I grew up here, and everybody I know who has a house did it on the 20-year plan: build the outhouse & sauna, live in it (the sauna!) for a year while you prepare the ground; pour the foundation or (usually) footer the next year; frame up the house and enclose one or two parts, like the kitchen and livingroom, live in that for 5 years while plumbing happens--if you want to get fancy; frame up the rest and slap plywood and insulation on it and live in the unfinished (but vapor-barriered!) place for the next couple of years while you get the sheetrock on; live in that for oh, another 5 to 10 years before biting the bullet and hiring somebody to help paint and finish up the place. Live in it a couple of years and then move to Hawaii or Arizona or someplace warm half the year.

9:35 AM  
Blogger Dame Koldfoot said...

When you say you "know several people in Fairbanks who have built multiple houses," are you talking about the house one lives in and the dog house one builds from scrap lumber scavenged out of the junk pile? Or do you mean multiple homes that actually habitable by average folks? Fairbanksans are inventive--we have a wood shed built out of wooden pallets topped with corrugated tin sheets. It's a bit drafty and cold in the winter, but it keeps the snow off our wood. Koldie plans on making this his summer residence, complete with his unheated waterbed, misting sprinkler and miles of mosquito netting.

9:59 AM  
Blogger Lori said...

Watch out! I was very excited about the idea of melting snow, getting ready to switch over my tires and...whoosh! Two inches of snow on my driveway this morning.

Alaska is great! It keeps you guessing!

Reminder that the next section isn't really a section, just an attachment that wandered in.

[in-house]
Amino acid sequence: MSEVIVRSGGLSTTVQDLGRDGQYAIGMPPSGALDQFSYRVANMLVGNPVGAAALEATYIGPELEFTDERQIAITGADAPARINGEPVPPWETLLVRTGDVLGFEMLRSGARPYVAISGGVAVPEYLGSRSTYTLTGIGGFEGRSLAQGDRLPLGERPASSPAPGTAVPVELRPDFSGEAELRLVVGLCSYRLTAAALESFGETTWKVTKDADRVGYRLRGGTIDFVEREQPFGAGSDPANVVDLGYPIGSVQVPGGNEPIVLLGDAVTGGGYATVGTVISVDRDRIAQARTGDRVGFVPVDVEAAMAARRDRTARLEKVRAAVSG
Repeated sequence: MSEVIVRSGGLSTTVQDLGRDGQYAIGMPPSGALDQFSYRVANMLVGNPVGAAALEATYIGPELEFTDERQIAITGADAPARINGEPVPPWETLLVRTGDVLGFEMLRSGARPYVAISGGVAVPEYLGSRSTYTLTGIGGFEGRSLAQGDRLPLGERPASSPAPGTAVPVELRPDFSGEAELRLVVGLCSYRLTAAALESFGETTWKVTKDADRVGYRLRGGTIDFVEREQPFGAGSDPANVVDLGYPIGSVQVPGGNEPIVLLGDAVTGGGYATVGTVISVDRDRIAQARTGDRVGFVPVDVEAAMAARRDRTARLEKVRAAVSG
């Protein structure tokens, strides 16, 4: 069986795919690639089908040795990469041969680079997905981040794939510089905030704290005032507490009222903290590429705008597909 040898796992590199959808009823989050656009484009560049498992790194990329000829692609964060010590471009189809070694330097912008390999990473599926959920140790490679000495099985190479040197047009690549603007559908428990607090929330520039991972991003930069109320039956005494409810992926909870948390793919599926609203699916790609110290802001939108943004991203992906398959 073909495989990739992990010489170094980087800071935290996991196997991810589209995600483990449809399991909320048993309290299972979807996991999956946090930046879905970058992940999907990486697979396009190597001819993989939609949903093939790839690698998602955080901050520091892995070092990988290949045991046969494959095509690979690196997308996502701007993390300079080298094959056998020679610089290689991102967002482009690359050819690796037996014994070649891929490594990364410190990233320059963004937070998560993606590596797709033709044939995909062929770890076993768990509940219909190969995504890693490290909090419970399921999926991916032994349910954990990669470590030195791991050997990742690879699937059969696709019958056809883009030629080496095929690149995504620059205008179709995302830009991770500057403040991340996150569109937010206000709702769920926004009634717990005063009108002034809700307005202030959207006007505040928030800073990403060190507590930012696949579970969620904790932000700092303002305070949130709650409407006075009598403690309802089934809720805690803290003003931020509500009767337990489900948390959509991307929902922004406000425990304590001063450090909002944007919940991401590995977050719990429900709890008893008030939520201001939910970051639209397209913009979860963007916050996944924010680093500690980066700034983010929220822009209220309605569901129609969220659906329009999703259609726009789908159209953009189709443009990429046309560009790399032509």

12:05 PM  
Blogger Al said...

Beer...tools...big pieces of equipment...unbridled construction...Alaska has it all!

I need to move there...quick!

5:56 PM  
Blogger Woofwoof said...

I'm going to be majorly peeved if Alaska gets warmer than California in the next few days.

If you want that Bobcat loader, just get a more expensive car. It'll make the Bobcat seem like a steal.

9:18 PM  
Blogger DogMa said...

What do you want with an auger?

OK YEAH! OIL! You sly dog. You just wanna make a quick buck.

2:05 AM  
Blogger John said...

brotherbill,
Good point on a Californian doing work around the house . . . but the butter on burn thing, isn't that better known as "cooking?"

deirdre,
I think that's how my house got built, but I think it was on the 2 or 3 year plan (I think there was an inhabited basement before there were walls). I know several people that are in stage 2 or 3.

dame,
No, real houses. Several of them order the stuff prepackaged, and assemble and plumb and wire all summer long.

Our shed is similar, but I have no plans of inhabiting it. That's why I have a basement (it's where the tools are).

lori,
Yeah! I was getting out of my car the other day, and stepped where The Mrs. parks her car. Before long I was looking up at the sky from my back, wondering how in the heck I didn't break the six-pack of bottled beer I had in one hand. Turns out that was the only patch of ice in the place.

al,
The place near mine will be for sale soon . . . (not that I've brought property values down, or anything).

woof,
Almost 40 this morning. Might hit 60 today. Sunny and 60.

10:22 AM